The article states that the fault in not in a decision-making process, but in the mind of the decision maker, since a lot of psychological factors are involved. Heuristics, unconscious routines, which are used to handle complex situation play an important role in a decision-making process. There are lot of flaws, which are namely because of the biased thinking, which impacts actions not only of a manger of a big firm but also a normal person on a daily basis. List of Psychological Traps:
1) Anchoring Trap: Weightage given to the first information a mind receives.
2) Status-Quo Trap: Resorting to comfortable options instead of working towards the right option, which requires a lot of work.
3) Sunk-cost Trap: A trap that justifies past choices, more of an investment that is irreplaceable.
4) Confirming-evidence Trap: Giving weightage to supporting information and too little importance to a conflicting information at hand.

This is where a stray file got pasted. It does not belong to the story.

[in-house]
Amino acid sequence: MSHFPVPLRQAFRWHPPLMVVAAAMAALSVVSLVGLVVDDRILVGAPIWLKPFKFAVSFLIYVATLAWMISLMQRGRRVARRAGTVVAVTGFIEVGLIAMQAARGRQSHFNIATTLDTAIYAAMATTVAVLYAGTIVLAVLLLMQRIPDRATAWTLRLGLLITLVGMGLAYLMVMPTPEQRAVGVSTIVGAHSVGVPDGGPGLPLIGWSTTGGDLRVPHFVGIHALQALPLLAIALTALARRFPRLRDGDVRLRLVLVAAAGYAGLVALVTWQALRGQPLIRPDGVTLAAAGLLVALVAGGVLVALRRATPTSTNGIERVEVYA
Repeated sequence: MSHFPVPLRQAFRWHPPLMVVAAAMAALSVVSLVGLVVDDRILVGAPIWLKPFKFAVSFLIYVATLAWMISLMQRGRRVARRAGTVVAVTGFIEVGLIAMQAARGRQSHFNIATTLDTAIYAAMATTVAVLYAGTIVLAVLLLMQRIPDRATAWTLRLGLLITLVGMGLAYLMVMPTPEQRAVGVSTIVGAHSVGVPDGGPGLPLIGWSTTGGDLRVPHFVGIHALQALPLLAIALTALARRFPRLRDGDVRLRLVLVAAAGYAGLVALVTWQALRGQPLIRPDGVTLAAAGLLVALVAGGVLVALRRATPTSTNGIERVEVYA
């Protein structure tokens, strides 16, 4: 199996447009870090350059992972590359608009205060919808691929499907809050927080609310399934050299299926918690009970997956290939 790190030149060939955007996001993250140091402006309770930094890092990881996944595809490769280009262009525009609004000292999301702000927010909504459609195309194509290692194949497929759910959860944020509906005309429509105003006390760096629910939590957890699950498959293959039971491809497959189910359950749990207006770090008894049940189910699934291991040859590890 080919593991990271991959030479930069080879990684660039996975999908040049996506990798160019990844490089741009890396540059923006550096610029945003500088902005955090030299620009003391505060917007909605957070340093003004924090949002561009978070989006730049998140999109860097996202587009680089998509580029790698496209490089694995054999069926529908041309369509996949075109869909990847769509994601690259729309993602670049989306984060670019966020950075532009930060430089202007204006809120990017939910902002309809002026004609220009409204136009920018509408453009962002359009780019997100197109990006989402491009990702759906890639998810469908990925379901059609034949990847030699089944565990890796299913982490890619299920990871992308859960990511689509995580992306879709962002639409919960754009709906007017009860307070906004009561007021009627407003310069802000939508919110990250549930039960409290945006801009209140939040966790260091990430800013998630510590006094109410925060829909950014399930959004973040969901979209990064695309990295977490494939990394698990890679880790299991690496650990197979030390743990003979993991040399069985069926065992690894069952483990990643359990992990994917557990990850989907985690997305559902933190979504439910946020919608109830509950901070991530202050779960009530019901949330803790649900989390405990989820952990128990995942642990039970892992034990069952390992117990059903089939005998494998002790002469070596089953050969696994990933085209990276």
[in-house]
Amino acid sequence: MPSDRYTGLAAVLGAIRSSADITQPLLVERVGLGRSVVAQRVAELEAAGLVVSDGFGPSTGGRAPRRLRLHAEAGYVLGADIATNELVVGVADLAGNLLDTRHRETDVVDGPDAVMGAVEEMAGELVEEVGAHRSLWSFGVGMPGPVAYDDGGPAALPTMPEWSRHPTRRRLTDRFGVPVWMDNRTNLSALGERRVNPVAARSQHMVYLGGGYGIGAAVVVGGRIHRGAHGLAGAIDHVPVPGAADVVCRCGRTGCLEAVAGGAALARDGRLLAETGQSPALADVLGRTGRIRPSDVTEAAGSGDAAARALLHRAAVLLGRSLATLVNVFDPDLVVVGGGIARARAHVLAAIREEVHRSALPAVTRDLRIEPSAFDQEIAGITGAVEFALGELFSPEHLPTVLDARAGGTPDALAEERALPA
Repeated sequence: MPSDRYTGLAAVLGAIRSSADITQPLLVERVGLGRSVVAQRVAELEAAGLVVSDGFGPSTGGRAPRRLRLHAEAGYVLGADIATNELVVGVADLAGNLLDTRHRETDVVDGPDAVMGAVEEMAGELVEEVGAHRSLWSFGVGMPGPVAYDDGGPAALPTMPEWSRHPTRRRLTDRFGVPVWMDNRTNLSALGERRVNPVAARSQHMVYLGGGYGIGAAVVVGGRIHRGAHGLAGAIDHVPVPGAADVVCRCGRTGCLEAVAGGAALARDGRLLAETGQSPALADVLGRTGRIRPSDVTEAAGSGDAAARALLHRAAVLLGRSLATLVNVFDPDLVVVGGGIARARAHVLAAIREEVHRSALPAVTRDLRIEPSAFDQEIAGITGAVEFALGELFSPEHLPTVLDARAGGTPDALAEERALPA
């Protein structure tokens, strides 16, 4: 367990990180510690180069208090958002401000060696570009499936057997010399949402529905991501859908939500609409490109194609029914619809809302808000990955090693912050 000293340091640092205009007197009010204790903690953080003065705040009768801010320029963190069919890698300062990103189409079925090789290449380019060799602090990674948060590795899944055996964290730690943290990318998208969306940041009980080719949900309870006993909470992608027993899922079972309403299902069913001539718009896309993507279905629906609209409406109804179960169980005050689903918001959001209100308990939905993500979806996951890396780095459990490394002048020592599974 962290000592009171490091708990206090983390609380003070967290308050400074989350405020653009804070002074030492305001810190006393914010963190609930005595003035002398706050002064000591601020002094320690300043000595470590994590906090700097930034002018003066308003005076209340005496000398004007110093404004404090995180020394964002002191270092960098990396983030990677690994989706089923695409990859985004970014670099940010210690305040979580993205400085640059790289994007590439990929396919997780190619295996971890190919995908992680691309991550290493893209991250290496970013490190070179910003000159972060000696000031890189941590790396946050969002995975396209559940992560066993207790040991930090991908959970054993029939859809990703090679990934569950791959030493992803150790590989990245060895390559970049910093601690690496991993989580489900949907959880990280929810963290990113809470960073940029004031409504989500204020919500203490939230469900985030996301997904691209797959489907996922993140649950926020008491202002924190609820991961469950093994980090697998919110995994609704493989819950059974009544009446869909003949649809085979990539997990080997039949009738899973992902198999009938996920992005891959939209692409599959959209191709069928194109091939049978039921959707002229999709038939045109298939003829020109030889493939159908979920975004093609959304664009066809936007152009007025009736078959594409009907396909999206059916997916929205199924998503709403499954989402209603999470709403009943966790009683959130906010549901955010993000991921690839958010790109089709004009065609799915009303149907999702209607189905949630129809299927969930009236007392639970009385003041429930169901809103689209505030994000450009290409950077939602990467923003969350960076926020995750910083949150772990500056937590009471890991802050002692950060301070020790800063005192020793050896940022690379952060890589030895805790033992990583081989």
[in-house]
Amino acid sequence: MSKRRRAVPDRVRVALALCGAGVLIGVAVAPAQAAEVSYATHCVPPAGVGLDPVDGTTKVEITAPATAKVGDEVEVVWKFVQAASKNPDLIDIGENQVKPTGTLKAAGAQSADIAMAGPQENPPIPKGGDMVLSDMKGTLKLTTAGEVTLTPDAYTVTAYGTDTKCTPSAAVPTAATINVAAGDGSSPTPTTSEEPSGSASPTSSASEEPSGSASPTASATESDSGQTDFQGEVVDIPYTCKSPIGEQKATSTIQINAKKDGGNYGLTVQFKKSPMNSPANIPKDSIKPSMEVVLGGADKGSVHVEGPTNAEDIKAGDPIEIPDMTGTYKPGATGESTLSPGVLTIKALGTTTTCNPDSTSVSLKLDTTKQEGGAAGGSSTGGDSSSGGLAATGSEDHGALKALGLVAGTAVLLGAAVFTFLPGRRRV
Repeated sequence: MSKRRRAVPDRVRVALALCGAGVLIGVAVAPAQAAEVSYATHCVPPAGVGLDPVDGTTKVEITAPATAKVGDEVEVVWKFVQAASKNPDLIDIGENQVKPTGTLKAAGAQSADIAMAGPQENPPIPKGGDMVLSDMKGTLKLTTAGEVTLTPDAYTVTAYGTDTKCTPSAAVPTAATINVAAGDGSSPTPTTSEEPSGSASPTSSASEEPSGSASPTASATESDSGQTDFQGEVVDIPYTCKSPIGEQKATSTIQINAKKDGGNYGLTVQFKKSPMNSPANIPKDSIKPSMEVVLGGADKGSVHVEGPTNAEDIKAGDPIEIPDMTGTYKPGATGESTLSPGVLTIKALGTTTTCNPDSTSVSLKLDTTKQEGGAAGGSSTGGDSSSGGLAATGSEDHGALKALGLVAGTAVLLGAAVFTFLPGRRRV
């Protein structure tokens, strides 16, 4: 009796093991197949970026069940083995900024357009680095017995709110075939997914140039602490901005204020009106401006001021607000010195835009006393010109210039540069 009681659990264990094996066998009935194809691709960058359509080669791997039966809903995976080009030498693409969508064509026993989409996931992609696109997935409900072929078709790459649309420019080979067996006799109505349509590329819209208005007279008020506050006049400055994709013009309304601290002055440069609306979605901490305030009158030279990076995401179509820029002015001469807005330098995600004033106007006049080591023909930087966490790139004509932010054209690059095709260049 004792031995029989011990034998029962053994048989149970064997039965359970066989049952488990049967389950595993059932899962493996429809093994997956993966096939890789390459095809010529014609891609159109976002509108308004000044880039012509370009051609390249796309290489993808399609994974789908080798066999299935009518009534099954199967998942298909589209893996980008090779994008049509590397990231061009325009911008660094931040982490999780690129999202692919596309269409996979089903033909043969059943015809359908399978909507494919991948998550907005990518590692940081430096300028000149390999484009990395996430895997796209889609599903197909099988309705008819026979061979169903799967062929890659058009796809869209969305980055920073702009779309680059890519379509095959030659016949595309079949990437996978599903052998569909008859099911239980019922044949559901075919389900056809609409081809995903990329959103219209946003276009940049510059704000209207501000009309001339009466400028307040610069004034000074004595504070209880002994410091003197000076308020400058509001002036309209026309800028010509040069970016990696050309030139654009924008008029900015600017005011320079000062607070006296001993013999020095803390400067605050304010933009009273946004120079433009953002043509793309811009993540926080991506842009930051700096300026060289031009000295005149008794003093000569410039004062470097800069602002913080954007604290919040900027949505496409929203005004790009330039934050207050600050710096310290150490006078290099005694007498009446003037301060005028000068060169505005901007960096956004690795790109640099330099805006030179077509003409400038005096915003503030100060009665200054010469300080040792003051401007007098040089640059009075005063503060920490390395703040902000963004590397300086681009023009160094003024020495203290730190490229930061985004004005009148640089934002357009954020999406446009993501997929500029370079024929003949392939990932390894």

5) Framing Trap: The initial and the most important step of framing the problem the way it is required before taking a decision.
6) Estimating and Forecasting Trap: Mind is calibrated after working on a monotonous task, that when something uncertain is not anticipated.
Article – Leaders as Decision Architects
In order to avoid preventable mistakes, an approach always comes handy, containing the following five steps:
1) Understanding the errors that can occur in a decision-making process beforehand.
2) Determining if there is any behavioral issue, which leads to a trap.
3) Specifying the underlying causes for the fault in the process.
4) Redefining the approach to decision-making so that we don’t fall for trap and motivation remains intact.
5) Keep on testing the solution until you feel content.
There are few common biases that affect business decisions namely:
1) Action-oriented biases: pertaining to overconfidence and over optimistic approach.
2) Related to perceiving and judging alternatives: a decision we have known initially or some decision that is already in favor.
3) Framing of alternatives: looking more into the past actions example sunk cost trap
4) Stability: favoring short term gains instead of long term gains.